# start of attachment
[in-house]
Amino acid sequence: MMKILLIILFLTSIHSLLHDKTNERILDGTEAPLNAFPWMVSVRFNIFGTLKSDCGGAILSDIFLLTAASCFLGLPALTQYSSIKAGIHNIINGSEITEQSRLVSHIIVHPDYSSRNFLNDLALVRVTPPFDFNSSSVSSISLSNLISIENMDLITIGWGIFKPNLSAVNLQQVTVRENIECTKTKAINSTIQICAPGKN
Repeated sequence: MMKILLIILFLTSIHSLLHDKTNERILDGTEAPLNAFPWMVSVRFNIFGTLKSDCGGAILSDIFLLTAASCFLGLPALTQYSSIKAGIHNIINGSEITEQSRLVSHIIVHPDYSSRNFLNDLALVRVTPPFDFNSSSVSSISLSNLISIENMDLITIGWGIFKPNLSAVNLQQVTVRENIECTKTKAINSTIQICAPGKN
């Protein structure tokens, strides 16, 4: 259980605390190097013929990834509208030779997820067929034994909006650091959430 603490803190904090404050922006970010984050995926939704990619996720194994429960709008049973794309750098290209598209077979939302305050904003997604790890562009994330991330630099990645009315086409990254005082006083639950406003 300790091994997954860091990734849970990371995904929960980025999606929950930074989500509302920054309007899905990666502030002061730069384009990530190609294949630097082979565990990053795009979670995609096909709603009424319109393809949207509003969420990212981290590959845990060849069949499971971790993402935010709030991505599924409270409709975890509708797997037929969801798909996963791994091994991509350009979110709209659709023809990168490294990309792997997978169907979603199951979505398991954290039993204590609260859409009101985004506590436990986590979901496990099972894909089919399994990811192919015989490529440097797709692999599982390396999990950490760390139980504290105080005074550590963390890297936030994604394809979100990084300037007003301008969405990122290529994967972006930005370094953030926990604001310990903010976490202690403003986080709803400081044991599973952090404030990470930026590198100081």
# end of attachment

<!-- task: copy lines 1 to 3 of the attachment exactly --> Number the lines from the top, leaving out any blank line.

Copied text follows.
[in-house]
Amino acid sequence: MMKILLIILFLTSIHSLLHDKTNERILDGTEAPLNAFPWMVSVRFNIFGTLKSDCGGAILSDIFLLTAASCFLGLPALTQYSSIKAGIHNIINGSEITEQSRLVSHIIVHPDYSSRNFLNDLALVRVTPPFDFNSSSVSSISLSNLISIENMDLITIGWGIFKPNLSAVNLQQVTVRENIECTKTKAINSTIQICAPGKN
Repeated sequence: MMKILLIILFLTSIHSLLHDKTNERILDGTEAPLNAFPWMVSVRFNIFGTLKSDCGGAILSDIFLLTAASCFLGLPALTQYSSIKAGIHNIINGSEITEQSRLVSHIIVHPDYSSRNFLNDLALVRVTPPFDFNSSSVSSISLSNLISIENMDLITIGWGIFKPNLSAVNLQQVTVRENIECTKTKAINSTIQICAPGKN